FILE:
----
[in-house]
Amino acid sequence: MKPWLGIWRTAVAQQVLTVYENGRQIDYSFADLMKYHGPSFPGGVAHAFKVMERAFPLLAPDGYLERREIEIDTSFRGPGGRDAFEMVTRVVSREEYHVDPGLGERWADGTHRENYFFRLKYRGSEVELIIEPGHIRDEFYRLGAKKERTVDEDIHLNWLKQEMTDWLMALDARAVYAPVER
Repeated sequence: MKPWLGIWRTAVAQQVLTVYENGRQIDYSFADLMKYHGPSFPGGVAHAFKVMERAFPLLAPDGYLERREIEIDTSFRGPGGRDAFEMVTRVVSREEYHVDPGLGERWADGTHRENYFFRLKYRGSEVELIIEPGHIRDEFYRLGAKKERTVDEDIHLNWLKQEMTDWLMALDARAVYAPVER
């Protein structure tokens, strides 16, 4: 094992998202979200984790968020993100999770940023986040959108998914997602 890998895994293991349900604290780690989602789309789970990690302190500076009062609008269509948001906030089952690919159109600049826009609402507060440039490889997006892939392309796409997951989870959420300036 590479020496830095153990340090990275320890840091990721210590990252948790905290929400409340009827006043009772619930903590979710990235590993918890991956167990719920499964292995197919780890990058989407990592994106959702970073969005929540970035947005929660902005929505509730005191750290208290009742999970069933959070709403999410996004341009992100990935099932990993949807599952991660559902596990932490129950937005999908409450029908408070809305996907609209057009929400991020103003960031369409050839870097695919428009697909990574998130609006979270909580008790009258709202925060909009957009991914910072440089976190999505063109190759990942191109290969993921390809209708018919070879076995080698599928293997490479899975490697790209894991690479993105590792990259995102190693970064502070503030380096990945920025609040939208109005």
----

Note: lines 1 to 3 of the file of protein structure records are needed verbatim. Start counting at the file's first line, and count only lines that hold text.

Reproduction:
[in-house]
Amino acid sequence: MKPWLGIWRTAVAQQVLTVYENGRQIDYSFADLMKYHGPSFPGGVAHAFKVMERAFPLLAPDGYLERREIEIDTSFRGPGGRDAFEMVTRVVSREEYHVDPGLGERWADGTHRENYFFRLKYRGSEVELIIEPGHIRDEFYRLGAKKERTVDEDIHLNWLKQEMTDWLMALDARAVYAPVER
Repeated sequence: MKPWLGIWRTAVAQQVLTVYENGRQIDYSFADLMKYHGPSFPGGVAHAFKVMERAFPLLAPDGYLERREIEIDTSFRGPGGRDAFEMVTRVVSREEYHVDPGLGERWADGTHRENYFFRLKYRGSEVELIIEPGHIRDEFYRLGAKKERTVDEDIHLNWLKQEMTDWLMALDARAVYAPVER